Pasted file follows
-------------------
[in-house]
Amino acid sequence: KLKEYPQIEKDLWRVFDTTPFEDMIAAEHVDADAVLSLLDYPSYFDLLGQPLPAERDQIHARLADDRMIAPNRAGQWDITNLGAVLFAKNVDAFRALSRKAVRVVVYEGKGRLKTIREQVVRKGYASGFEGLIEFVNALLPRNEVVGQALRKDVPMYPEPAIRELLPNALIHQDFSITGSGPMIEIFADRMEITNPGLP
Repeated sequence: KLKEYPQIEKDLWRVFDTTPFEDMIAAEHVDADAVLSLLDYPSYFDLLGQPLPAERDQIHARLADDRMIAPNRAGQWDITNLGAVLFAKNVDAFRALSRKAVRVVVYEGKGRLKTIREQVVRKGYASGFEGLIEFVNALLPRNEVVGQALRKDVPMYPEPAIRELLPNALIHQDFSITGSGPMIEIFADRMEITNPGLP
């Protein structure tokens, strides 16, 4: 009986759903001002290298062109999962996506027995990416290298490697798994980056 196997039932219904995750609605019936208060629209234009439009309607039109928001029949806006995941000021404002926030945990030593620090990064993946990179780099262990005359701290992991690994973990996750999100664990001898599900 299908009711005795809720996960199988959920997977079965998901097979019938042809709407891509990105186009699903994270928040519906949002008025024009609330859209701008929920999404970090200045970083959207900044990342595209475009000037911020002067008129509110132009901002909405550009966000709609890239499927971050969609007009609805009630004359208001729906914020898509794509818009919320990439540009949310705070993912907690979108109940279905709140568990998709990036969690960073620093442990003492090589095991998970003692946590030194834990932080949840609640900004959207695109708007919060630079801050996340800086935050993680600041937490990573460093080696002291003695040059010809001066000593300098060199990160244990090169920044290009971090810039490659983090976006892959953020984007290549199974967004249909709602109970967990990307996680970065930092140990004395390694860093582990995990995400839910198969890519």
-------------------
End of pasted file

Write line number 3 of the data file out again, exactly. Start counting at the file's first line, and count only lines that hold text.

Repeated sequence: KLKEYPQIEKDLWRVFDTTPFEDMIAAEHVDADAVLSLLDYPSYFDLLGQPLPAERDQIHARLADDRMIAPNRAGQWDITNLGAVLFAKNVDAFRALSRKAVRVVVYEGKGRLKTIREQVVRKGYASGFEGLIEFVNALLPRNEVVGQALRKDVPMYPEPAIRELLPNALIHQDFSITGSGPMIEIFADRMEITNPGLP